Can'tGro

The last canning plant in Canada to use Ontario-grown fruit is closing. What this means is that as of this summer, you will no longer be able to buy canned fruit that was grown in eastern Canada. CanGro, the multi-national corporation which owns the facility in St. Davids near Niagara Falls, has decided it is more profitable to move the entire operation to China, and will begin shipping Chinese-grown fruit to the Canadian market under their Del Monte brand.

This puts about 200 farmers in the Niagara region out of business, with a production of over 7000 tons of fruit annually. They no longer have a market for their produce. Hoping to save the industry in Canada, one farmer offered to purchase the CanGro factory if the fruit-canning contract would be returned to the local plant. He offered to put up $5 million dollars, but needed the Canadian government to match that amount to make the deal. The plant owners agreed to the deal. They agreed to give back the canning contract and met with the local farmers and government representatives. The Canadian government only had to pony up $5 million, and the Ontario fruit industry would be back in business.

But the Canadian government already had a proposal of their own: they were offering $30 million dollars for the farmers to rip up their fruit-bearing trees and burn them! I'm not making this up.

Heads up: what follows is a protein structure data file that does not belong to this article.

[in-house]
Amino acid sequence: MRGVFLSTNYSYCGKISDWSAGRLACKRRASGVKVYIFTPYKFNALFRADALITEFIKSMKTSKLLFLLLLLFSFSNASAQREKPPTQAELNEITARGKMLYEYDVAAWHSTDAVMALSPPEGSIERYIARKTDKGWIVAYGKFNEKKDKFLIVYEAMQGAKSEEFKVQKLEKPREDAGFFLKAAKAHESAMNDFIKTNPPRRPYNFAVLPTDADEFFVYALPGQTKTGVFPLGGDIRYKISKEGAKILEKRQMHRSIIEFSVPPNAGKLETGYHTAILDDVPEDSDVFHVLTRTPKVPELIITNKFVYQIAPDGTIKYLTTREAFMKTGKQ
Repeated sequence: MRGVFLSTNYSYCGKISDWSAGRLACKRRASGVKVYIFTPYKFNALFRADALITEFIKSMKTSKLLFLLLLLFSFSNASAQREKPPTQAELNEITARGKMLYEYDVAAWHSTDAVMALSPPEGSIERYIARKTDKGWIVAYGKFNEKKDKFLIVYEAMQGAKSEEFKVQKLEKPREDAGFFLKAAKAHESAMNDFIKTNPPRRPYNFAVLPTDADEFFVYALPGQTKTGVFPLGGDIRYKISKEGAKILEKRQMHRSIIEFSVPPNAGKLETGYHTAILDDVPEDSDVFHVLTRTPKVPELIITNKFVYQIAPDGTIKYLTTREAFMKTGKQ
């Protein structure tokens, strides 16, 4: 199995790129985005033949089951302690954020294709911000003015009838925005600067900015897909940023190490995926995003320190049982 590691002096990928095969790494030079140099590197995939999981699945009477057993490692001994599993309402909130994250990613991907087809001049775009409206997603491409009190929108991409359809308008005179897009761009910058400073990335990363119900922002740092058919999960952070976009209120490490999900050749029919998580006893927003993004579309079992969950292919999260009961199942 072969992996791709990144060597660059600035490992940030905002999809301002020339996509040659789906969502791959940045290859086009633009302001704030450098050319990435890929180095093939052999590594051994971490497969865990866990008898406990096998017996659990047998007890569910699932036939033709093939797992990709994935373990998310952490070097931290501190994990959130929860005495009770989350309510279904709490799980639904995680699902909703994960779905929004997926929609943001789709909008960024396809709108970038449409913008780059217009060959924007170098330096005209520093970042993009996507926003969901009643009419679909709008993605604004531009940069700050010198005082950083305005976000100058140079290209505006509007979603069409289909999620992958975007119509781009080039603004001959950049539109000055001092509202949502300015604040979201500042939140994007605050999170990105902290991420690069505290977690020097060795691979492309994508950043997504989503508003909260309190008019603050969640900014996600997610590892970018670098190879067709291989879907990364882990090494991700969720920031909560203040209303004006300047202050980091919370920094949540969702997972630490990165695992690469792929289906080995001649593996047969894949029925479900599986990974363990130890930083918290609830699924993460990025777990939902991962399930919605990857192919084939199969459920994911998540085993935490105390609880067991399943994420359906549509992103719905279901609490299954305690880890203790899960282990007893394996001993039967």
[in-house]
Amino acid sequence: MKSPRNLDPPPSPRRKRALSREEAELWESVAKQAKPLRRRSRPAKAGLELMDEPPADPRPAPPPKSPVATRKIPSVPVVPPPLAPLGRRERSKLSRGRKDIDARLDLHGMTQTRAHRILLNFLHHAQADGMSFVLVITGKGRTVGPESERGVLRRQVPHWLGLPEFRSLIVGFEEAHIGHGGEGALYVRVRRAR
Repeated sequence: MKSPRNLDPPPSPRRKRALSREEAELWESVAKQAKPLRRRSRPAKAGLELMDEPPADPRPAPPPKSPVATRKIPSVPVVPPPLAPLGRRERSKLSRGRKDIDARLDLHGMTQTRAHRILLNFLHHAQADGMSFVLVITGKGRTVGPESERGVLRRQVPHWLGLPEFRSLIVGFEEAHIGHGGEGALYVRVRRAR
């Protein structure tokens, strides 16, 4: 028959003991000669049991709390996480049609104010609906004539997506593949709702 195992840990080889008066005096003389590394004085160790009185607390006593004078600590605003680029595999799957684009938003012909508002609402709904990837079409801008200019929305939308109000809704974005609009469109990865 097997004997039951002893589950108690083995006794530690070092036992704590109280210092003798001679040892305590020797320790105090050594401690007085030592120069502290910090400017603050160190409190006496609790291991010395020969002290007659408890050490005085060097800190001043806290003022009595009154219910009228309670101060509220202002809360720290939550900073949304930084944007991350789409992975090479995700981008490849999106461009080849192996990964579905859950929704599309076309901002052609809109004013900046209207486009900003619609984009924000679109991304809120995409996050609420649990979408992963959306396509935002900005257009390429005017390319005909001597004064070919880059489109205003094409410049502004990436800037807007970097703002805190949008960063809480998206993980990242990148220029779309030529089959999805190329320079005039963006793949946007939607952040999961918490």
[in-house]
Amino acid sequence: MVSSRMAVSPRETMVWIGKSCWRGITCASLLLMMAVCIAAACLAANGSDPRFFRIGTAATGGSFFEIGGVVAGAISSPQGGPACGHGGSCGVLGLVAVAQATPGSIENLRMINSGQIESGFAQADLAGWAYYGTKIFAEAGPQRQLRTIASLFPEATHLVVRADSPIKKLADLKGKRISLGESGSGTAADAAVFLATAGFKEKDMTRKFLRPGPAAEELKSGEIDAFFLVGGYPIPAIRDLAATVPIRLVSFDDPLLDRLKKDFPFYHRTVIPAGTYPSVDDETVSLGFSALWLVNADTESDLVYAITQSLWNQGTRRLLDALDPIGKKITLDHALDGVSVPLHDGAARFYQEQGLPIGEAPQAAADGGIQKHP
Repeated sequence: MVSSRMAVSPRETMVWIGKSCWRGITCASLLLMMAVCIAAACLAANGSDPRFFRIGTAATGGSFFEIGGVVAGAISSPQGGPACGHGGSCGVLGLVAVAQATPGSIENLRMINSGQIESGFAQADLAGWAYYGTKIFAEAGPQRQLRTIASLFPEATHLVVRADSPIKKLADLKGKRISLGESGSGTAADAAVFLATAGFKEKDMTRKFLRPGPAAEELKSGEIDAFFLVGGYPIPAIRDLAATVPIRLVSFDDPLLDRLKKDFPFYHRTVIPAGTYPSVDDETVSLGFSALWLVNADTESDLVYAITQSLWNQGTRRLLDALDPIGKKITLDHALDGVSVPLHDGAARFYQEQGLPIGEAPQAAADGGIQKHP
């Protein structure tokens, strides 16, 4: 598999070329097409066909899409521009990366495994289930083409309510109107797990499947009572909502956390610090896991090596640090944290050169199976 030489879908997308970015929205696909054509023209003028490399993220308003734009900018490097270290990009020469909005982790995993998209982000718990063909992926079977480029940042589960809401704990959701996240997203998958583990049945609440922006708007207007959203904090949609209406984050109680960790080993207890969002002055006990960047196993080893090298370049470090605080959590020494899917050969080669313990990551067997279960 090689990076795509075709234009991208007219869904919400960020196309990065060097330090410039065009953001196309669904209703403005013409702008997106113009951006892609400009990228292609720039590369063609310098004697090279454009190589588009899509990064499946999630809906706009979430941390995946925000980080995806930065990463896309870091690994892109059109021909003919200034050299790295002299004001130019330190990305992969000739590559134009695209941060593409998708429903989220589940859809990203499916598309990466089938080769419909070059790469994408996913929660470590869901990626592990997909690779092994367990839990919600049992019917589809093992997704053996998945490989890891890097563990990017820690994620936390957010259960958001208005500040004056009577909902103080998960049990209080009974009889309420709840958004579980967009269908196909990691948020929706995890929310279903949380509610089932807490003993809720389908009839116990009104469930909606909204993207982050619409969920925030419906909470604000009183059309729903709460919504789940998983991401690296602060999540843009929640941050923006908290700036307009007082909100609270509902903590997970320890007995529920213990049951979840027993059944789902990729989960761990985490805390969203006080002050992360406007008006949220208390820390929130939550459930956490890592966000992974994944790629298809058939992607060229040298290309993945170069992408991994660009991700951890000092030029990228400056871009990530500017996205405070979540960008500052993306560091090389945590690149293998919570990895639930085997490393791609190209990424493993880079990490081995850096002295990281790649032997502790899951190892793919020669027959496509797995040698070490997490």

The deadline for the cannery purchase approached, and on the final day, there was still no reply from the Ontario's Minister of Economic Development and Trade, Sandra Pupatello. She was on a plane, on her way to China to attend meetings on deepening trade agreements with the Chinese. And much of the equipment from the plant had already been removed and was on its way to China to be used in the operation over there.

It would have cost $5 million for the government to help buy the plant and save the Ontario fruit industry, which in turn would pump a lot back into the Canadian economy, i.e. "economic development". Or they could pay $30 million dollars to rip the fruit industry out of Ontario by the roots, give it to China, and wipe out any possibility that the industry could recover in Canada, destroying thousands of acres of mature fruit trees in the midst of a world-wide food shortage.

They chose to spend $30 million tax-payer dollars to ruin Canada's fruit industry.

Sanda Pupatello, Ontario Minister of Economic Development and Trade, came on CBC radio, trying to offer an explanation.  She tried to say "The door isn't closed" on the Ontario fruit industry, that the government was "very interested" in finding ways to keep the industry in Canada, and that they were continuing to explore various options. She said that the deal to purchase the CanGro factory wasn't appropriate because the government felt they needed more consultation with "a broader spectrum" of representatives from the business sector and other interested parties. She indicated that the business plan wasn't as thorough as they wanted it to be.

Farmers are business people.  The large multi-national corporate "business sector" like Del Monte and CanGro care more about the profit margins they can realize by sending it all overseas.  Who's input should we really be listening to?

Comments

Popular posts from this blog

Selenium IDE Flow Control - Goto and While Loops

REST API Best Practices 4: Collections, Resources and Identifiers

REST API Best Practices 3: Partial Updates - PATCH vs PUT